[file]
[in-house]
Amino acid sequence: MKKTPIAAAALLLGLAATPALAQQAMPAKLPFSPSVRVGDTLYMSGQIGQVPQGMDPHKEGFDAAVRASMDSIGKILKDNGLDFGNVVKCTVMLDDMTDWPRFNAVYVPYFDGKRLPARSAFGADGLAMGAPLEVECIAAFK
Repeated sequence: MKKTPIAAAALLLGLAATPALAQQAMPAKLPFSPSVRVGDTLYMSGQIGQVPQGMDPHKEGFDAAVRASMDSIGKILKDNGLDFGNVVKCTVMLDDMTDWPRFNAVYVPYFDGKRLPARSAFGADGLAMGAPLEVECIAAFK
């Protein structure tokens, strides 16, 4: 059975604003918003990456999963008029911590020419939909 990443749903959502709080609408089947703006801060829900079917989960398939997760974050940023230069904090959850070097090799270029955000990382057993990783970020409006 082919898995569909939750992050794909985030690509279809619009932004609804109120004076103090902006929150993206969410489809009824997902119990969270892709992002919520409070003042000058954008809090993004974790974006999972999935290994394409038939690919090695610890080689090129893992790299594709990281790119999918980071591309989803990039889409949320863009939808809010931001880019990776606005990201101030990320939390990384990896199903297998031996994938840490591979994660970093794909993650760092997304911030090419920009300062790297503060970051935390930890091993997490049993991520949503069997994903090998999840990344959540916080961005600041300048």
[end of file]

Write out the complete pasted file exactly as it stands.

[in-house]
Amino acid sequence: MKKTPIAAAALLLGLAATPALAQQAMPAKLPFSPSVRVGDTLYMSGQIGQVPQGMDPHKEGFDAAVRASMDSIGKILKDNGLDFGNVVKCTVMLDDMTDWPRFNAVYVPYFDGKRLPARSAFGADGLAMGAPLEVECIAAFK
Repeated sequence: MKKTPIAAAALLLGLAATPALAQQAMPAKLPFSPSVRVGDTLYMSGQIGQVPQGMDPHKEGFDAAVRASMDSIGKILKDNGLDFGNVVKCTVMLDDMTDWPRFNAVYVPYFDGKRLPARSAFGADGLAMGAPLEVECIAAFK
């Protein structure tokens, strides 16, 4: 059975604003918003990456999963008029911590020419939909 990443749903959502709080609408089947703006801060829900079917989960398939997760974050940023230069904090959850070097090799270029955000990382057993990783970020409006 082919898995569909939750992050794909985030690509279809619009932004609804109120004076103090902006929150993206969410489809009824997902119990969270892709992002919520409070003042000058954008809090993004974790974006999972999935290994394409038939690919090695610890080689090129893992790299594709990281790119999918980071591309989803990039889409949320863009939808809010931001880019990776606005990201101030990320939390990384990896199903297998031996994938840490591979994660970093794909993650760092997304911030090419920009300062790297503060970051935390930890091993997490049993991520949503069997994903090998999840990344959540916080961005600041300048």